Opinion DC Comment 03 May 2022 DC Edit | ‘Ide ...

DC Edit | ‘Idea of India’ battle not compelling for Opposition

DECCAN CHRONICLE. | DECCAN CHRONICLE
Published May 3, 2022, 7:21 am IST
Updated May 3, 2022, 8:57 am IST
A lot of water has flown under the bridge since Ram Nath Kovind won the last Presidential elections with a near two-thirds majority against the Congress-led Opposition candidate Meira Kumar, in July 2017. (PTI)
 A lot of water has flown under the bridge since Ram Nath Kovind won the last Presidential elections with a near two-thirds majority against the Congress-led Opposition candidate Meira Kumar, in July 2017. (PTI)

Politics, like light, has a dual nature — at times, it is art, compelling, creative art; at others, it is science, exact mathematical science. And then, there are at the crossroads of history, moments when politics exhibits dual nature, simultaneously art and science. In the upcoming Presidential elections in July, politics will reveal all its avatars, and perhaps much later, will be recorded in the annals of Indian history as a moment when the Opposition will be found terribly wanting, disappointing, and lacking in both the imagination required by art and the scientific exactitude and precision in ideological convictions.

Because for too long, the Opposition has narrated a tale, a very plausible tale, that India was in danger because the idea of India as a constitutional collective, as a society run by rule of law, as a modern nation, as a democratic republic, was in peril because of the unabashed Hindutva project of the domineering BJP, and the ideologies of its parent, the RSS.

If it was so, there is no greater platform and opportunity for India’s Opposition, if it took its own narrative of threat to the idea of India with utmost seriousness, to come together and exploit an opportunity to deny the BJP-led NDA a comfortable win, or even a win, because the math is clear that the saffron formation does not have the simple numerical majority for the Presidential polls.

A lot of water has flown under the bridge since Ram Nath Kovind won the last Presidential elections with a near two-thirds majority against the Congress-led Opposition candidate, former Lok Sabha Speaker Meira Kumar, in July 2017. The BJP-led NDA has lost the Shiv Sena and the Shiromani Akali Dal (Badal) as allies.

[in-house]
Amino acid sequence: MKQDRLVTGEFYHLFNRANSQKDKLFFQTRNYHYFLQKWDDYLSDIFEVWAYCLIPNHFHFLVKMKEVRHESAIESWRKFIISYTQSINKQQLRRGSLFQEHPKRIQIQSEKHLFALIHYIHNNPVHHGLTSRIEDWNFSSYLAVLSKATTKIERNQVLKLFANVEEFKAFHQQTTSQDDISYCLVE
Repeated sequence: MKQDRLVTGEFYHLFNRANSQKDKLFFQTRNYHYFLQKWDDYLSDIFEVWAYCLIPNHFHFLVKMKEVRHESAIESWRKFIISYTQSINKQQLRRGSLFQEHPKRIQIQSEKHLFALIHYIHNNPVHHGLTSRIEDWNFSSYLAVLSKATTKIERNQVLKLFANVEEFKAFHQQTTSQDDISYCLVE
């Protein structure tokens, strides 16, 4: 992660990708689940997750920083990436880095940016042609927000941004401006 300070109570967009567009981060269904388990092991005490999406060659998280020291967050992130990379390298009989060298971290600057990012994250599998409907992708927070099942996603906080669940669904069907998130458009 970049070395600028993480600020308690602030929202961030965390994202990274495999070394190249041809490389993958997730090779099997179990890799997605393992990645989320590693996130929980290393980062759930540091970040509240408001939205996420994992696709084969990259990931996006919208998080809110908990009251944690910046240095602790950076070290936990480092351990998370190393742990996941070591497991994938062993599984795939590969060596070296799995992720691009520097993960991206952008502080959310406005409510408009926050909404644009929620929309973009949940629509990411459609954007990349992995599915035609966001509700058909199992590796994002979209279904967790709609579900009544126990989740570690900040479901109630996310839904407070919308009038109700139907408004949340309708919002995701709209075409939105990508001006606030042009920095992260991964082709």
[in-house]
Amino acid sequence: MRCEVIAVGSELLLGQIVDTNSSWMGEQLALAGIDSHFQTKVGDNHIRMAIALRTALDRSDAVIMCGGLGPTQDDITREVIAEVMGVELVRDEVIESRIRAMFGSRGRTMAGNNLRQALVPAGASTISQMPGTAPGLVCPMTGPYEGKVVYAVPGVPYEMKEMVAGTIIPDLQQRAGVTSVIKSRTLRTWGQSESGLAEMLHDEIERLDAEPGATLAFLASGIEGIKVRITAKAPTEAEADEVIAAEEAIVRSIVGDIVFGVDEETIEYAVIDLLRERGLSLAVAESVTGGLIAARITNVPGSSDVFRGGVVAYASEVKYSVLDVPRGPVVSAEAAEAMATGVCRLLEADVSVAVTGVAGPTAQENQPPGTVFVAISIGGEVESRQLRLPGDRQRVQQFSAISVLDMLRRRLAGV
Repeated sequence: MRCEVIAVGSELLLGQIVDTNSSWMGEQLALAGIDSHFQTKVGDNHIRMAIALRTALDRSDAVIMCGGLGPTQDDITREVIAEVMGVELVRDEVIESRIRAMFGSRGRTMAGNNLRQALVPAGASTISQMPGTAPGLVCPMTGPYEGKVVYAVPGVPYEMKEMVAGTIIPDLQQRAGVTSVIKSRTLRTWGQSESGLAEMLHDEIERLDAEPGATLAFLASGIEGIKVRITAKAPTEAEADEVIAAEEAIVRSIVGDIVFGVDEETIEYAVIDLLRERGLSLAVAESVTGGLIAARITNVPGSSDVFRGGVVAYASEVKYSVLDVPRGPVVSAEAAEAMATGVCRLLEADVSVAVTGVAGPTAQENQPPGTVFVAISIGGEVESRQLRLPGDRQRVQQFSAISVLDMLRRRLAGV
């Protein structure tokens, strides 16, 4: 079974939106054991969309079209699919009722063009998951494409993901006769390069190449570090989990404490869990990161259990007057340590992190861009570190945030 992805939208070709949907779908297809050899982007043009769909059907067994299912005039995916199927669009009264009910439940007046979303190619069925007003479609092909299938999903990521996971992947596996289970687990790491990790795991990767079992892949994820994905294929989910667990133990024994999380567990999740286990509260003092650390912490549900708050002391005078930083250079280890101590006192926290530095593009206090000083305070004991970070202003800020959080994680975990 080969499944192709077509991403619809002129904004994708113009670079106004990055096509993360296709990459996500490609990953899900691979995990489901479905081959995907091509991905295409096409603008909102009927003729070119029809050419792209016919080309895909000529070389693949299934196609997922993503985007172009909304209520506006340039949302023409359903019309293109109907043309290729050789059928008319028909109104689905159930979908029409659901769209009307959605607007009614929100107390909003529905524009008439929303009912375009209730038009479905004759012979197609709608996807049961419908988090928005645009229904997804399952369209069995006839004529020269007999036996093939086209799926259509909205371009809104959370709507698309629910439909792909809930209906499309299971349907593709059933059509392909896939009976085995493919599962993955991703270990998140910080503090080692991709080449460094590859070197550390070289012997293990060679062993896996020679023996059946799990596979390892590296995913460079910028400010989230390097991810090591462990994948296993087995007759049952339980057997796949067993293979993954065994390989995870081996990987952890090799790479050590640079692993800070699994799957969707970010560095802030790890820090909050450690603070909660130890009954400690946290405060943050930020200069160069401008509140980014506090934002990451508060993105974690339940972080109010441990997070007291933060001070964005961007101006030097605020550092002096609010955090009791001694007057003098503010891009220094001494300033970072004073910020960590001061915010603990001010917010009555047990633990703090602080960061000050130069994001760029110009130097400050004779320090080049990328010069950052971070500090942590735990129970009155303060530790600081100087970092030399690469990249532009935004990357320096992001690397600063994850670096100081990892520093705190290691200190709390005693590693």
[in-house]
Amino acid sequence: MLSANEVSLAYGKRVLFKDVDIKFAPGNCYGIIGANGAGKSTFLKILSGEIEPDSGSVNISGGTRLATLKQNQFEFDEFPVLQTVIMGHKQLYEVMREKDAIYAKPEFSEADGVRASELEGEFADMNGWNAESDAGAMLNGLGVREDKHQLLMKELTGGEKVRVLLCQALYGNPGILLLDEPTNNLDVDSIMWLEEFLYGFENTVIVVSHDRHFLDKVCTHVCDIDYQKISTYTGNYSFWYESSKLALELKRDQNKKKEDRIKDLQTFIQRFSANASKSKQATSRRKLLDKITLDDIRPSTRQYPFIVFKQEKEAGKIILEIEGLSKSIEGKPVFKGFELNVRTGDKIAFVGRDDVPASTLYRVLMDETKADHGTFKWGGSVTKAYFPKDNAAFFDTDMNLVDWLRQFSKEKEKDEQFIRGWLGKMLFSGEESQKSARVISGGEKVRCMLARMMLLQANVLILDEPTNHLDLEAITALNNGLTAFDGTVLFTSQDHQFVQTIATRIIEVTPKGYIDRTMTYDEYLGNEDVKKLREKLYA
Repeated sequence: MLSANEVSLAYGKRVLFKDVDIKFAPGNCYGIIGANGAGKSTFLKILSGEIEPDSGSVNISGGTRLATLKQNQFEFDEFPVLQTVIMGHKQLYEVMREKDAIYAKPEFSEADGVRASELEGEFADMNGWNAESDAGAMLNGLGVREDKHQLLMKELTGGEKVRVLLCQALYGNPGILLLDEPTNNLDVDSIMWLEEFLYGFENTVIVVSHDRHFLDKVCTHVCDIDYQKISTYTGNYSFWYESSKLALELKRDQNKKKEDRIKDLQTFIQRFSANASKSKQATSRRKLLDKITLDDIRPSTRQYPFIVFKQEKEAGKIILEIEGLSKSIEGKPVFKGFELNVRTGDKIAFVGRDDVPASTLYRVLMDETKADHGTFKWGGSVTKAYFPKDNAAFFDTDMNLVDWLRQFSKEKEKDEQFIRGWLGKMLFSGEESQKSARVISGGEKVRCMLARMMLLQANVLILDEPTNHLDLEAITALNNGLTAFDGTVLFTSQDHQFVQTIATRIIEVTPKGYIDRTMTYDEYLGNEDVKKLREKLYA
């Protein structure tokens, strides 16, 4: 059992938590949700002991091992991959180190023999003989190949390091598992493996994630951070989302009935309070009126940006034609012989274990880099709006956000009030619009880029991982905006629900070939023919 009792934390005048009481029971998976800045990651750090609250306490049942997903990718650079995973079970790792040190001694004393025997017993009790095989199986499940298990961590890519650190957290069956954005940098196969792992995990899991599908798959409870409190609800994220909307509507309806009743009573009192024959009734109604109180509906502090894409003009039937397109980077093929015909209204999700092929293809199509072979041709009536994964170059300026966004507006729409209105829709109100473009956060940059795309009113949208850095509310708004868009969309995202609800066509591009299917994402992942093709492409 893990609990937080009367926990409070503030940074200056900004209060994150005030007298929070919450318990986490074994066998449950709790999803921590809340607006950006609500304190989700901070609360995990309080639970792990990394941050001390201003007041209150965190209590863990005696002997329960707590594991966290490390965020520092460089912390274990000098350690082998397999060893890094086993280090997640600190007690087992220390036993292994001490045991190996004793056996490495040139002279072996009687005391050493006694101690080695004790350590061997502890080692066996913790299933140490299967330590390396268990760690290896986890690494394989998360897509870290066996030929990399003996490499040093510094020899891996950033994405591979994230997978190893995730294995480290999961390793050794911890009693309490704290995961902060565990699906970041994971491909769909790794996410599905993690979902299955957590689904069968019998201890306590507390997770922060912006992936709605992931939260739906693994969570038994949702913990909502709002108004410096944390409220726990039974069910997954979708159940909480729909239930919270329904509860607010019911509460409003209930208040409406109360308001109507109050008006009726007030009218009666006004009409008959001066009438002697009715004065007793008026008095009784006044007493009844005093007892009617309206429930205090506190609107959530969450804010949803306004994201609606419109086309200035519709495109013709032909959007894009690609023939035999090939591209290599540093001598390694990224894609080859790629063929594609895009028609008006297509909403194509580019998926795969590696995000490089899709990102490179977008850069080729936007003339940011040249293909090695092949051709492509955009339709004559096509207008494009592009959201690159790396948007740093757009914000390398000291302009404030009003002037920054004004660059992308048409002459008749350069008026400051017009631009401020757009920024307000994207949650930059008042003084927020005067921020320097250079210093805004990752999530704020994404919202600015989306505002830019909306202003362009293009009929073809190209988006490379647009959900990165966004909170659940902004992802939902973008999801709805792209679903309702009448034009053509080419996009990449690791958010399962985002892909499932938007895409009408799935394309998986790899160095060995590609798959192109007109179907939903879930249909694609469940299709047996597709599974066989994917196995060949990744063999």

Despite the Uttar Pradesh and Uttarakhand Assembly elections, which the BJP won but with reduced margins, and a greater strength in the Upper House of its own, the BJP-led NDA is short of majority in the overall vote count in the Presidential electoral college of 10.98 lakh, comprising parliamentarians and legislators.

In the Presidential elections, which are indirect elections through an electoral college comprising Lok Sabha MPs (543), Rajya Sabha MPs (233) and MLAs (4,120), they have varied weightage — while the vote value for Mps remains fixed at 708, the values of the votes of MLAs changes as per population of the state and other variables.

At this stage, the Congress, the principal Opposition party, its allies including the DMK, NCP, Shiv Sena, and different principled rivals of the saffron party, including the TMC, Aam Aadmi Party, Samajwadi Party, the TRS, and the neutrals like the YSRC and the Biju Janata Dal, along with smaller parties, have a chance to come together to make a fight of it in both the Presidential elections, and the polls for the Vice President, which will follow.

For India's combined Opposition to find common cause for a larger cause, beyond just defeating the Narendra Modi-led BJP, to make it possible to even have a chance to get a leader of its umbrella to become the next Prime Minister, the battle must begin with the Presidential polls.

Sadly, for those opposed to the BJP, the Opposition will fail to rise to the occasion.

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